A Resident’s Right to Refuse: Best Practices for Managing Risks

July 28, 2017 | Aging Services Risk, Quality, & Safety Guidance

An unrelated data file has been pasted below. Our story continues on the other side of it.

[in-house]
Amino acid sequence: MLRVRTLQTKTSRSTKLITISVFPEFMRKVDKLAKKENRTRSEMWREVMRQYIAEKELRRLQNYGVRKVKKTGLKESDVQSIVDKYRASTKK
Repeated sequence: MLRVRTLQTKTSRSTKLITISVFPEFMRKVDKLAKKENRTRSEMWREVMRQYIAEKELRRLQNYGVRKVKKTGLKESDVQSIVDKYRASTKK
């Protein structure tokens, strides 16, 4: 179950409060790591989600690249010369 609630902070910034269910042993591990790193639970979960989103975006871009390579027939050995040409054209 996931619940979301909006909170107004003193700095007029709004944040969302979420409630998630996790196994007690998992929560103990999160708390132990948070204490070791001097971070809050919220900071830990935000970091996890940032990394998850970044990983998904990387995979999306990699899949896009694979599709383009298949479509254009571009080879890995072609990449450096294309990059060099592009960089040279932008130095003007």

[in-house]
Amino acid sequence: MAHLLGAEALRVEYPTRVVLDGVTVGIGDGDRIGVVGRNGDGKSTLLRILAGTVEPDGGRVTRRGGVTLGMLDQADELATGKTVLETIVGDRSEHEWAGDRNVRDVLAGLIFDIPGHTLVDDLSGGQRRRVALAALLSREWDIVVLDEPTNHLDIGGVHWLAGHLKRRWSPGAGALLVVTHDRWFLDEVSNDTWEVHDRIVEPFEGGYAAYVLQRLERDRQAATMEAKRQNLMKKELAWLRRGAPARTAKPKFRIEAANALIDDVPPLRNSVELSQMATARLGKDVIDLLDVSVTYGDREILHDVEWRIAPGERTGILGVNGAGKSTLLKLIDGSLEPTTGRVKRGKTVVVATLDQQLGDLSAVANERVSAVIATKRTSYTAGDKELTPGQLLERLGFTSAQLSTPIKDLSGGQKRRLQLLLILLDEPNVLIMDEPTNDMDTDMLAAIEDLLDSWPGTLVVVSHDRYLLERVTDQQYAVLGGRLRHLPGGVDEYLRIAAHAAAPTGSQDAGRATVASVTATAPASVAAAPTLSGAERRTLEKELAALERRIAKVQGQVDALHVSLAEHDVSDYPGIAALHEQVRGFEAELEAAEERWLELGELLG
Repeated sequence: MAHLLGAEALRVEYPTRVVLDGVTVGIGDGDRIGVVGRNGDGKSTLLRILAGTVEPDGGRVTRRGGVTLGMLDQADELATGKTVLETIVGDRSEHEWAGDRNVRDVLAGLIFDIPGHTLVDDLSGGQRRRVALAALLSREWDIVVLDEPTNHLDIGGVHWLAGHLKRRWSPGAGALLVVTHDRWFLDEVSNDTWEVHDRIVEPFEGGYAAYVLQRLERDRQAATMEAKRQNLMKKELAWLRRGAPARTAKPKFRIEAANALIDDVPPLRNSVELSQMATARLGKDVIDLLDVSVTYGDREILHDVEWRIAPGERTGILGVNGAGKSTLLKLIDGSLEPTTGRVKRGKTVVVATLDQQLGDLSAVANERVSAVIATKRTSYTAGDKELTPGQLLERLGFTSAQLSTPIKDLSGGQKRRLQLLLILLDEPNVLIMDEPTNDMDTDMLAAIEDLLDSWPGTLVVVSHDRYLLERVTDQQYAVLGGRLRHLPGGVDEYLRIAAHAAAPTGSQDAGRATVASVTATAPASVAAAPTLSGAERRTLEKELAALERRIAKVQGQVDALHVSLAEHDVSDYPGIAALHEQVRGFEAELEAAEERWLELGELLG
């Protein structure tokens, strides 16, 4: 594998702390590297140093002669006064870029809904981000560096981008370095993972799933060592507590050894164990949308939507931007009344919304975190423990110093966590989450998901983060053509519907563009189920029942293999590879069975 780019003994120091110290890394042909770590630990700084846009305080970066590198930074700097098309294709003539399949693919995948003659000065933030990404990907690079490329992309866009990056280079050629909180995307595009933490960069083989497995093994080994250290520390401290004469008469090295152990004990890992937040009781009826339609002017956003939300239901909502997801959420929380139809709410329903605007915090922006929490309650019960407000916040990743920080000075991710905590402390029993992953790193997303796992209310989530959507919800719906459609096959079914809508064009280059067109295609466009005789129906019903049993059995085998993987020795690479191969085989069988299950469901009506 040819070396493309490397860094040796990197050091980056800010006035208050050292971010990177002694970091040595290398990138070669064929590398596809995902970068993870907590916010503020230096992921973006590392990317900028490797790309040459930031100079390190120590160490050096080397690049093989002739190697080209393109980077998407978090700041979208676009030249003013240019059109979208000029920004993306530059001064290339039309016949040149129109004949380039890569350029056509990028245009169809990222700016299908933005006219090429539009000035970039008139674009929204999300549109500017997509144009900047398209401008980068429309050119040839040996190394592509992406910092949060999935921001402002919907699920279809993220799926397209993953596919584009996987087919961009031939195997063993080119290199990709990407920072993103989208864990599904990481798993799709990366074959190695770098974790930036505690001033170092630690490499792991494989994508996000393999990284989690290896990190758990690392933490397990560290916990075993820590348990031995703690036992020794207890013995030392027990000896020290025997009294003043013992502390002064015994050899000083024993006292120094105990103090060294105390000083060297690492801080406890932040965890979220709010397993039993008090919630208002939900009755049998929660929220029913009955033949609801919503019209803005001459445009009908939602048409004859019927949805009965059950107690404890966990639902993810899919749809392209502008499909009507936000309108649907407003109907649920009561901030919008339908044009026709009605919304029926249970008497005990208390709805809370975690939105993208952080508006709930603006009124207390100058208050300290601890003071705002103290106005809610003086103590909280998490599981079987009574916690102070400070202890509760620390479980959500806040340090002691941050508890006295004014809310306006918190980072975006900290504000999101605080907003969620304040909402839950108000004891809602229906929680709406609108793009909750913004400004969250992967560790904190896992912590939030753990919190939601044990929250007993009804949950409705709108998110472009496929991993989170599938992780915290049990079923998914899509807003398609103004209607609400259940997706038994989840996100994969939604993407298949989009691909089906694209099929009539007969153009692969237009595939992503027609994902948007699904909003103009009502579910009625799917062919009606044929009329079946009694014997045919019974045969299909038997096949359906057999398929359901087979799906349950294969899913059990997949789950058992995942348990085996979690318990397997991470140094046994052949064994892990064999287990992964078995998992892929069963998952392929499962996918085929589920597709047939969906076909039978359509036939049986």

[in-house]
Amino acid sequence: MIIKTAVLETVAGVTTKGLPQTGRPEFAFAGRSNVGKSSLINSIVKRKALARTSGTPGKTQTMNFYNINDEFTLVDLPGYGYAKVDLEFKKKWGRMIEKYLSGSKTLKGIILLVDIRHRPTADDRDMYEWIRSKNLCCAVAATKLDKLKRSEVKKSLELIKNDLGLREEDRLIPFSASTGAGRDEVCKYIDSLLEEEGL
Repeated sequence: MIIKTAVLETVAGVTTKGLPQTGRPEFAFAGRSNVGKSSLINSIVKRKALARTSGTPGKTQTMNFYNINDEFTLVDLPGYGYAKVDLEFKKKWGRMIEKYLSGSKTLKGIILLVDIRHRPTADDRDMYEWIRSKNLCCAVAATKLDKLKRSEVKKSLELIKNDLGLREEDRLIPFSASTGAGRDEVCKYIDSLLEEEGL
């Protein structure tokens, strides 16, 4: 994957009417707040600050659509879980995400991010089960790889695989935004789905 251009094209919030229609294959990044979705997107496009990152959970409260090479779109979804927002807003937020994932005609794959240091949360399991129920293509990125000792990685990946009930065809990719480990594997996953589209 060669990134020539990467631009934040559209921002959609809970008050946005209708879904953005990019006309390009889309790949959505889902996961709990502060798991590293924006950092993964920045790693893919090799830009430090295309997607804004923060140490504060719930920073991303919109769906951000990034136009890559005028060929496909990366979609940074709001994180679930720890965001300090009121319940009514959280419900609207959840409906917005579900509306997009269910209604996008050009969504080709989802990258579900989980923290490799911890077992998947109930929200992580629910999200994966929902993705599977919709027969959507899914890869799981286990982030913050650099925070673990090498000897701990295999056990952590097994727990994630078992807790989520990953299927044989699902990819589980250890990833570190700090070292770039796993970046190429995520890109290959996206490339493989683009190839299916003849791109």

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​When caring for a resident who is refusing treatment—even if that refusal results in a decline in condition—detailed documentation is key for mitigating risks against possible legal action. One expert explains how in an article published in the July 2017 issue of Caring for the Ages. By law, skilled-nursing facility (SNF) residents with decision-making capacity have the right to refuse treatment, but at the same time, SNFs have a duty to ensure each resident can "attain or maintain the highest practicable physical, mental, and psychosocial well-being" unless medically unavoidable. The author of the article suggests that facilities conduct timely interdisciplinary team meetings, hold care conferences with resident family members, encourage compliance, and offer alternatives if treatment is refused. All efforts made by the facility and care team to render care should be documented. The author uses an example of a resident who was admitted to an SNF with sacrococcygeal discoloration, but intermittently refused care. The resident's condition declined to a stage 2 pressure injury, and three weeks after admission, the resident was discharged to an acute care hospital for respiratory distress and died three days later.

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